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Evaluating Product - Question re Develop vs Edit

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  • Evaluating Product - Question re Develop vs Edit

    Hello. I am evaluating ACDSee Ultimate 2019 as a possible replacement and/or enhancement to Lightroom. I looked at the product many years ago and I have to say I am impressed with how far it has come, and surprised it hasn't hit my radar. In the past year or so, I have looked at and tried many photo management systems, and this one just popped up for me a few days ago.

    I did a search on this and found a few references, but not really what I was looking for. I would like to hear when and how people use develop vs edit. At first blush, it appears that edit has far more features, so why wouldn't I just go there first? I've watched a couple of introductory videos, but they didn't really explain the difference. Would love to hear and understand everyone's workflow.
    Thanks and hope to spend a lot of time in this forum.

  • #2
    Welcome to ACDSee Ultimate. I am a RAW photographer (Canon EOS M5 CR2 files) and Develop mode is designed for RAW images, although you can develop a jpeg if you choose to. I can accomplish everything I need to process a RAW image from simple white balance and levels through to complex black and white conversions from Develop Mode. The local adjustments (brushes and graduated filters) are excellent for adjusting localised areas in the image.
    If you are a non-RAW (jpeg) photographer you may prefer to use the Edit mode with its layered ability (similar to photoshop). You will also need Edit mode if you use plug-ins such as the NIK plug-ins like SilverFX pro or if you like to build composite images using layers.
    Hope this helps and a Merry Christmas.


    • #3
      That's very helpful. Thanks. I also shoot RAW. I guess I'm just going to need to dig in and work through all the panels. Also, can anyone recommend a good series of tutorials and/or videos? From the looks of things, these could be for 2018 or 2019. The ones I've found from ACDSee are either too brief, or in the case of the workshop videos, very slow and tedious. I may buckle down and watch those if that's the best option, but after 10 minutes into a one hour video, I really hadn't learned anything. Thanks again.


      • #4
        If edit mode is used in the classical way (meaning without layers) it is a so called “destructive editing” mode, whereas the develop mode is always a non-destructive mode.

        This means that in develop mode, I could make a crop and any of several other changes like white balance, colours, tones, vingnettes etc. etc and I can come back some days later and completely change that original crop if I decide to do so. The original is always there and I can modify any of the features or masks that I had changed before in develop mode.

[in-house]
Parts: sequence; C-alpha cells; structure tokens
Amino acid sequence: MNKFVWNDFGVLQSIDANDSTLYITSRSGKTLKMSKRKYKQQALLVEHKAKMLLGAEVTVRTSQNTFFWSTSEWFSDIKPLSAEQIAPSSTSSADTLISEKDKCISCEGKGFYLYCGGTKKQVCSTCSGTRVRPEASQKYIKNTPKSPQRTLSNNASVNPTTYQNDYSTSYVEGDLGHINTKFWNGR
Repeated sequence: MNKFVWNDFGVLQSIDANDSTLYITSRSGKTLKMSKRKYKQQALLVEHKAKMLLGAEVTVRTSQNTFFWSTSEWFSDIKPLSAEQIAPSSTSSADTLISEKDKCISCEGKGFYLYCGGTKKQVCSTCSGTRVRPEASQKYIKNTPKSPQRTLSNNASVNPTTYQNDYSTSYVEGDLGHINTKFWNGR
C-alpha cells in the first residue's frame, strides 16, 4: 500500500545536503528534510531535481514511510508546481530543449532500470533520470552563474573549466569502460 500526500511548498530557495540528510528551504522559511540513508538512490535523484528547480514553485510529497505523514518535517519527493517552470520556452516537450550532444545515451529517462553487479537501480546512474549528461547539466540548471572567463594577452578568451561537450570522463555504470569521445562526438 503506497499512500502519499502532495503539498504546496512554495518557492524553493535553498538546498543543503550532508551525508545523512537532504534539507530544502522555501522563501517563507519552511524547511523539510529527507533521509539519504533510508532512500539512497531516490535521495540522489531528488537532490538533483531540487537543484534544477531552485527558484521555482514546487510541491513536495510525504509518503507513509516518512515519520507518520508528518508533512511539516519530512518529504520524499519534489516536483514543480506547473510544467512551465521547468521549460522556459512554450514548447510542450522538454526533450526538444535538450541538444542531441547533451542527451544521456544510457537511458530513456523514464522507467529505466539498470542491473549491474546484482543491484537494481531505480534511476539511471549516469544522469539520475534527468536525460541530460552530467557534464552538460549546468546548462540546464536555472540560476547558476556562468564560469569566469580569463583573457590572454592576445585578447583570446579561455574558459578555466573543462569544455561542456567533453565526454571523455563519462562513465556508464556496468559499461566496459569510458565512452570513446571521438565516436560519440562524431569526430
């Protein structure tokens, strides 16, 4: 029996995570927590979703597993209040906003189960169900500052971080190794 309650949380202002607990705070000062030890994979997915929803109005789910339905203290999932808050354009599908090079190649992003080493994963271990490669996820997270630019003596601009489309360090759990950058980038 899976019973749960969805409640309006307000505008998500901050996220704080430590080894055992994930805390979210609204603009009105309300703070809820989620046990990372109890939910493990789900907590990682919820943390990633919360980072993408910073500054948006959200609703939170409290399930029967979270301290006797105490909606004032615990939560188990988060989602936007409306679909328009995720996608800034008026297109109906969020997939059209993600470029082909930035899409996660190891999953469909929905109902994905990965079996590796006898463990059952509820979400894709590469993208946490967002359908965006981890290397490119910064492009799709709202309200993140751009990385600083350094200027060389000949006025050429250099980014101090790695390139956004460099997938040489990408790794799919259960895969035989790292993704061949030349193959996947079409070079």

But in edit mode if I crop first then go on to make those other changes and then save the result I can’t come back and modify that original crop, because the part of the image cropped away has gone (destroyed) I’d have to start again from the ,hopefully still existing, original, make the new crop then make all the other changes again.

        However, if you use layers cleverly in edit mode it is also possible to also achieve a type of non-destructive editing in edit mode
        Last edited by Trevor; 12-19-2018, 09:40 AM.


        • #5
          Adding to Trevor's comments, Develop Mode is also the best approach in terms of time and productivity. You can "Batch Develop" multiple images in one operation using presets. You can copy & paste Develop settings. Overall, you can Develop your images in a fraction of the time it takes in Edit Mode. You should test this yourself.


          • #6

            If you haven't already done so please check the ACD Community page (link is below). Next year we plan to release a series of short how to videos.




            • #7
              Thanks all, I think I'm getting it. It would be great if you could move some sliders around like in Capture One. There are a couple more I would have like to have seen in Develop, making a trip to Edit less necessary unless I did want to use layers. For instance, Smart Erase. BTW, this tool, with my limited testing does as good a job of any I have seen, including Photoshop.


              • #8
                Also, Kudos for the user guide. An actual 500 page documentation rather than treating docs as an afterthought.